German politics, 'envy' undermining bailout: Cyprus

Cypriot officials are hitting back at Germany with charges that German domestic politics and "envy" over the island's role as a financial hub are damaging efforts to seal an EU bailout before the eurozone nation sinks into bankruptcy.

German politicians have criticised plans to bail out Cyprus, saying its banks are havens for tax evaders and money launderers.

Cyprus's request for EU financial aid for its debt-ridden economy has been undermined by damaging allegations it is a laundromat for dirty Russian money as international lenders call for greater transparency.

"The issue is a political one because of the German elections," a government source told AFP on condition of anonymity.

Cyprus sought out aid last June. But suspicions over banking sector transparency and Nicosia's reluctance to push through tougher reforms such as privatisation have delayed the urgently needed bailout, leaving the country on the brink of bankruptcy.

"We are making sure we comply with all recommendations of the International Monetary Fund and the Eurogroup to ensure these allegations go away," said the government source, referring to money-laundering charges.

"Another reason is that countries would like to have a piece of our pie as a financial centre," the source added.

Former finance minister Michalis Sarris said the money laundering issue keeps resurfacing because it is a "sexy topic" that sells in the German media and the election campaign in that country.

"Cyprus has to be above suspicion and do more than is necessary to demonstrate it is a reputable financial centre," Sarris told AFP.

He said under a draft bailout agreement, international lenders called for more transparency and a timely exchange of data when other countries request tax information.

"The government should ask for specifics and take the necessary measures required."

Nicosia is now on the counter-offensive on the issue of financial crime.

"It is obvious that behind the attacks against Cyprus there are vested interests. Those who attack Cyprus want to take its role as a serious, international, financial and investment centre," government spokesman Stefanos Stefanou told reporters on Thursday.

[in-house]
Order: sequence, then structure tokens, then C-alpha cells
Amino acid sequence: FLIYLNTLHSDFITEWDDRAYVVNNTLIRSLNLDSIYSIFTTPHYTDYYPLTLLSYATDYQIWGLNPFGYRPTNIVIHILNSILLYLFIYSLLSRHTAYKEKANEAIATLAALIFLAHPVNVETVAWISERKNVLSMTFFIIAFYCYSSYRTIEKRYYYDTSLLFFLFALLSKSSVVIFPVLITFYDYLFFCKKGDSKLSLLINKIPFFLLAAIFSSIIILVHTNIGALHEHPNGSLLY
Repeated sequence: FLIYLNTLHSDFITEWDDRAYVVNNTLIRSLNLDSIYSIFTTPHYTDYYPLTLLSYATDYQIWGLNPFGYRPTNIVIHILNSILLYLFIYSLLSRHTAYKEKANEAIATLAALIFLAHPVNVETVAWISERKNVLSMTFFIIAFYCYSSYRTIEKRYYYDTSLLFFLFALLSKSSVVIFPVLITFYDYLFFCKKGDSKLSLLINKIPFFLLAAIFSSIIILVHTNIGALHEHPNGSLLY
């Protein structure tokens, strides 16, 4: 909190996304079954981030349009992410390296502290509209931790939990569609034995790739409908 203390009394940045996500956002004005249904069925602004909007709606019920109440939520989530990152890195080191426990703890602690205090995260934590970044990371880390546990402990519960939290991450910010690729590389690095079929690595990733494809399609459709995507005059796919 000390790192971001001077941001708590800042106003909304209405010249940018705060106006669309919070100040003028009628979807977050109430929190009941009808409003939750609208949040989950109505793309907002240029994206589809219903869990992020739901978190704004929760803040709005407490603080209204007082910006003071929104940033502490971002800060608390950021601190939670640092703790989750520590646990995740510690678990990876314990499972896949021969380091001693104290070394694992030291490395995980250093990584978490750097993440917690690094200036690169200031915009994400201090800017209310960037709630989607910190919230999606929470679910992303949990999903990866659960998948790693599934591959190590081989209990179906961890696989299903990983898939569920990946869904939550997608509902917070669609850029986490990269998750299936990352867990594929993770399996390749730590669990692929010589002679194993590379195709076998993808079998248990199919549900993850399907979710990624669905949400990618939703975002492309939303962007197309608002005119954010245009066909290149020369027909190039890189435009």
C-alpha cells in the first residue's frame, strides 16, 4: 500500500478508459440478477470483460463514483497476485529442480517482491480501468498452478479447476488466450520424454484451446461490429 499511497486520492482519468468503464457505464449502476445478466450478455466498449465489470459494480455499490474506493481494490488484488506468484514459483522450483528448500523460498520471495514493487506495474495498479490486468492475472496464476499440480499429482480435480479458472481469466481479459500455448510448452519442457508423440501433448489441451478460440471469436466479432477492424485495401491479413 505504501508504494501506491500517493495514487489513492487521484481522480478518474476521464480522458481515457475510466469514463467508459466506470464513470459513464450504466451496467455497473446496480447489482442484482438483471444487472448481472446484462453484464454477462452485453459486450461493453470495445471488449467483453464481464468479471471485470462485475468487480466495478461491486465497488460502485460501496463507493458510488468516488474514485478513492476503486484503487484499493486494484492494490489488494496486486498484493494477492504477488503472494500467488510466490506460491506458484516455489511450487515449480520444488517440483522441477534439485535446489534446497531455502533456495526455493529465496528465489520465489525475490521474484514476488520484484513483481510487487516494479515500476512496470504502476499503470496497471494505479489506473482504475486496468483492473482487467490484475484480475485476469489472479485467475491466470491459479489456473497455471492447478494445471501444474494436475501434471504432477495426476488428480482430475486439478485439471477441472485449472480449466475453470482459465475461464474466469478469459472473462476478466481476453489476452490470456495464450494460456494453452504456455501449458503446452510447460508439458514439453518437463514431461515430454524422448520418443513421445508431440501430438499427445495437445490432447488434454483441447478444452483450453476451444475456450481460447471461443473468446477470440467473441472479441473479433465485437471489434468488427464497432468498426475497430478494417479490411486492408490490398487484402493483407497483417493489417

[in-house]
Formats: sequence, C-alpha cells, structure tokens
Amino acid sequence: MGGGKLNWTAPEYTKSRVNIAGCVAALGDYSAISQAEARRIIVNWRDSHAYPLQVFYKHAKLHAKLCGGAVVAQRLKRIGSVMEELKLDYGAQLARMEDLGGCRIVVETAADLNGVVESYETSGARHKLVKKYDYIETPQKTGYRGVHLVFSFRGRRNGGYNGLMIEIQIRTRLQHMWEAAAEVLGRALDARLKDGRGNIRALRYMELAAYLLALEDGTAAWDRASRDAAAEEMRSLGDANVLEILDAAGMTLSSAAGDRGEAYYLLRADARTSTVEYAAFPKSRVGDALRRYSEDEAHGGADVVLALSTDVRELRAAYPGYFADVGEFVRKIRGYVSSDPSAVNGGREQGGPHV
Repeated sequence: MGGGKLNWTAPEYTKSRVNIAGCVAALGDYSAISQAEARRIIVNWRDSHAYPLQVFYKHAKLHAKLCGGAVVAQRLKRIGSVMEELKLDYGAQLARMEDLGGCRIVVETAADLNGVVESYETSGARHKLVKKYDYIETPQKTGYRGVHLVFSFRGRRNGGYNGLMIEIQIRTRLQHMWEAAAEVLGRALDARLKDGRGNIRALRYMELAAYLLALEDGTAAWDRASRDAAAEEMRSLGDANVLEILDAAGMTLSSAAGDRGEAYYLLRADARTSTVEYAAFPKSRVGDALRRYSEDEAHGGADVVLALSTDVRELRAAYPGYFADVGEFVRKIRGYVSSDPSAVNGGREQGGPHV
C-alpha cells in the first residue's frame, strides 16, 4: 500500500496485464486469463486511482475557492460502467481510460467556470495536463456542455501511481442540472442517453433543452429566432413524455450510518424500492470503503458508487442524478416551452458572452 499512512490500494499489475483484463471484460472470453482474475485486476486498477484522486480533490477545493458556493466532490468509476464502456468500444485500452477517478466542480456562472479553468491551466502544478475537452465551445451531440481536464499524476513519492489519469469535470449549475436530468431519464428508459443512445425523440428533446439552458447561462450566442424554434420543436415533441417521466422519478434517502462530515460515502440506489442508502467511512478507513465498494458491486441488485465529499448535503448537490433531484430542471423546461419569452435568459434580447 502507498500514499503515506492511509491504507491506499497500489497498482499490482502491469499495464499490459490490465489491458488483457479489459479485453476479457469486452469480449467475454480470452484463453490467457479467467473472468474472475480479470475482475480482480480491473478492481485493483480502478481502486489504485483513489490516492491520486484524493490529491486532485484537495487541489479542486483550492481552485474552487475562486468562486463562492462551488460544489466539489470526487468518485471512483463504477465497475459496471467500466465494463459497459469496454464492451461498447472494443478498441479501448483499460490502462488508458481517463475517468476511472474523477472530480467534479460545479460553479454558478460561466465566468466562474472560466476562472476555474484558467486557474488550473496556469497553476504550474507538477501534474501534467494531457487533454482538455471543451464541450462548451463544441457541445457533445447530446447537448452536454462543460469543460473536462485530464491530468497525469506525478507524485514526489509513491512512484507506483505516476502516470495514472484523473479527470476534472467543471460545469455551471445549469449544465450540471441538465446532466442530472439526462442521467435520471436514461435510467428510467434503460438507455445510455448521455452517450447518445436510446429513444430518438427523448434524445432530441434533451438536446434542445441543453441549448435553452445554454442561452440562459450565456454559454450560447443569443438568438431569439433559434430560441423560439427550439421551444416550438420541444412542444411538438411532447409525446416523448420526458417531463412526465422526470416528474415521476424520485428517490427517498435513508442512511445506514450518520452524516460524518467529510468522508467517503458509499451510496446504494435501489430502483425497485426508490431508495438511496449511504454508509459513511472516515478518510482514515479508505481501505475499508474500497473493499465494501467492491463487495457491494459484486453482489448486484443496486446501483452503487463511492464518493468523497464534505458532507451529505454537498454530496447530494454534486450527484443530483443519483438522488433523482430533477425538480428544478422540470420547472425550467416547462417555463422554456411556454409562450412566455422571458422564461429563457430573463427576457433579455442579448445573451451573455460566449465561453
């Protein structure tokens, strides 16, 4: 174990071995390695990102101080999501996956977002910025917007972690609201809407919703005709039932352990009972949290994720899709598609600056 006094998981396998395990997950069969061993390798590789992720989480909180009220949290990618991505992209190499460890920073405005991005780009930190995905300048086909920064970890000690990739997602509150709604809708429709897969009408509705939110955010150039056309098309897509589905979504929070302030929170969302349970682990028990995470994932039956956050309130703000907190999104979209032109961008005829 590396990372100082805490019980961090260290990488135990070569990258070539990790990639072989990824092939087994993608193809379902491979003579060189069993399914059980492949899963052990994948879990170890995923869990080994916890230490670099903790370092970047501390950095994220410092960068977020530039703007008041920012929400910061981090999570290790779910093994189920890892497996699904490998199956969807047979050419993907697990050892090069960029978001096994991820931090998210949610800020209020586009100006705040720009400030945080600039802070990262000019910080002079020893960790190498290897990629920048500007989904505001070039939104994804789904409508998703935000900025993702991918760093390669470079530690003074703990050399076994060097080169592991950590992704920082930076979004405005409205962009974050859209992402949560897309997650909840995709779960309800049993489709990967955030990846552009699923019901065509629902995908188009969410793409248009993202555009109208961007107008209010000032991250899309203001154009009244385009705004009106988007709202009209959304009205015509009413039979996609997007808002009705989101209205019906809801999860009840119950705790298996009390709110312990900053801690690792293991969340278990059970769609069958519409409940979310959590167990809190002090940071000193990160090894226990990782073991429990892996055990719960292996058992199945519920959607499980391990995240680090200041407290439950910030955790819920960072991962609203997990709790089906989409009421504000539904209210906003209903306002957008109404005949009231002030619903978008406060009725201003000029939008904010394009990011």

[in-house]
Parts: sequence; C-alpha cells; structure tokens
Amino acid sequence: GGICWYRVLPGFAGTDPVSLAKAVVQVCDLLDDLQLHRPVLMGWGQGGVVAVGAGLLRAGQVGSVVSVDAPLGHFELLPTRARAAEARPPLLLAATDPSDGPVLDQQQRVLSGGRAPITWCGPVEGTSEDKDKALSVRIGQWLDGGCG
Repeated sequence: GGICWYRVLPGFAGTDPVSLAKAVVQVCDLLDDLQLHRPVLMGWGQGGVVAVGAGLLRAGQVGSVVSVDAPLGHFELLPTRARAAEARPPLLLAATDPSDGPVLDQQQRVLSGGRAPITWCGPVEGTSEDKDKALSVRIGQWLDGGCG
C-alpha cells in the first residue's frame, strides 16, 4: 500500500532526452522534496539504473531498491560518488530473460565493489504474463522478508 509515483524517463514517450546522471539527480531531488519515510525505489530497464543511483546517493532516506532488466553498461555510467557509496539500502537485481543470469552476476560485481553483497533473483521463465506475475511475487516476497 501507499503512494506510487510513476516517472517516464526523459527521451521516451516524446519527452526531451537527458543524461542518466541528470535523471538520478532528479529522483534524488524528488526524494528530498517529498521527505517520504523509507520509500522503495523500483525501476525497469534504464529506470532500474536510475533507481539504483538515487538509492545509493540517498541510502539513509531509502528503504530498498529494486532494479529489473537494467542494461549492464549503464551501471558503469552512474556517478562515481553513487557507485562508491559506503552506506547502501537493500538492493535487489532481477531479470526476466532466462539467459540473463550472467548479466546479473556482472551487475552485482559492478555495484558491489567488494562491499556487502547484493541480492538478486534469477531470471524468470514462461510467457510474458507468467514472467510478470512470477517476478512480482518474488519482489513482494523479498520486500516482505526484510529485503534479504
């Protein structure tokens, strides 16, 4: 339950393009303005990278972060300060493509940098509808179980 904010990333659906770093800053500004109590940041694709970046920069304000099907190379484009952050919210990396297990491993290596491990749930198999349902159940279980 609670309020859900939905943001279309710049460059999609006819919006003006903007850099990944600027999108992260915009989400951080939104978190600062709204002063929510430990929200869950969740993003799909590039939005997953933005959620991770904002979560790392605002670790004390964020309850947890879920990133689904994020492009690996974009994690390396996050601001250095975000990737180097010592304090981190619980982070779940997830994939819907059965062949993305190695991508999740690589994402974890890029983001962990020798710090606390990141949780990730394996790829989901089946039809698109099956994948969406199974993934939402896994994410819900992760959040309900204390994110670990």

He said Cyprus was the fourth largest investor in Russia and the second biggest in Ukraine.

Fed up with negative reports alleging Cyprus to be a haven for the ill-gotten gains of Russian oligarchs, the Cypriot parliament is launching a campaign to defend the island's "clean" reputation on the European stage.

And the government says it welcomes closer scrutiny of its financial sector.

"We are doing everything within our power for the implementation of all international recommendations. We disagree with allegations that there is non-implementation of laws and regulations," said central bank official Michalis Stylianou.

Cyprus had received "very good assessments" on money laundering compliance from the Council of Europe's MONEYVAL experts. "Cyprus compares very favourably with other member states of the European Union," said Stylianou.

Eurogroup finance ministers made no decision on a rescue package for Cyprus at a meeting in Brussels on Monday because negotiations on bank recapitalisation are continuing. They said a decision would most probably be taken in March.

On March 1, a new Cyprus government will be sworn in following February presidential elections in which communist incumbent Demetris Christofias will not stand.

Christofias is seen as an obstacle to agreeing more reforms -- such as privatising state-owned utilities -- that the EU and International Monetary Fund have been insisting upon.

Outgoing Eurogroup president Jean Claude Juncker said this period will also provide time for "close monitoring of the anti-money laundering" framework and its implementation.

Cyprus says it has adopted more international standards and recommendations than many of its fellow eurozone colleagues.

A Deutsche Bank report on the Cyprus debt crisis issued last week said there was an "excessive focus" on money laundering.

"It is rather Cyprus's status as an offshore tax haven with a relatively opaque banking sector heavily used by foreign depositors that is under scrutiny," said the report, referring to non-resident deposits of 24 billion euros, or $32 billion, much of it from Russia.

Nicosia called for a bailout in June when its banks, hit by the EU-imposed writedown on Greek debt, needed financial assistance.

In a draft agreement with the EU and IMF, the amount for the banks was set at up to 10 billion euros as part of a total package which could reach 17.5 billion euros -- matching the output of the island's entire economy.

Although Cyprus has pushed through harsh austerity measures of around 1.2 billion euros in tax hikes and savings, fellow EU partners have called for more reforms.

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